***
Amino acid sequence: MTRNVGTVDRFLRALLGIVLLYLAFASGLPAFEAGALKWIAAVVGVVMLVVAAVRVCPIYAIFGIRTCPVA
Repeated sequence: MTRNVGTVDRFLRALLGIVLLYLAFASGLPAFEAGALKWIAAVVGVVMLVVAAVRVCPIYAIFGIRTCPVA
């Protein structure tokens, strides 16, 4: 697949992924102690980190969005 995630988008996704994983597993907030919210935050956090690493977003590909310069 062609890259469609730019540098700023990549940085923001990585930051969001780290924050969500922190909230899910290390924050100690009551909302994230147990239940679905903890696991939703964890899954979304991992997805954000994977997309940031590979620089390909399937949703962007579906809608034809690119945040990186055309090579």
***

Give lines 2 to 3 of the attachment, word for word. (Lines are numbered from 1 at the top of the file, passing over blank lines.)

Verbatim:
Repeated sequence: MTRNVGTVDRFLRALLGIVLLYLAFASGLPAFEAGALKWIAAVVGVVMLVVAAVRVCPIYAIFGIRTCPVA
């Protein structure tokens, strides 16, 4: 697949992924102690980190969005 995630988008996704994983597993907030919210935050956090690493977003590909310069 062609890259469609730019540098700023990549940085923001990585930051969001780290924050969500922190909230899910290390924050100690009551909302994230147990239940679905903890696991939703964890899954979304991992997805954000994977997309940031590979620089390909399937949703962007579906809608034809690119945040990186055309090579």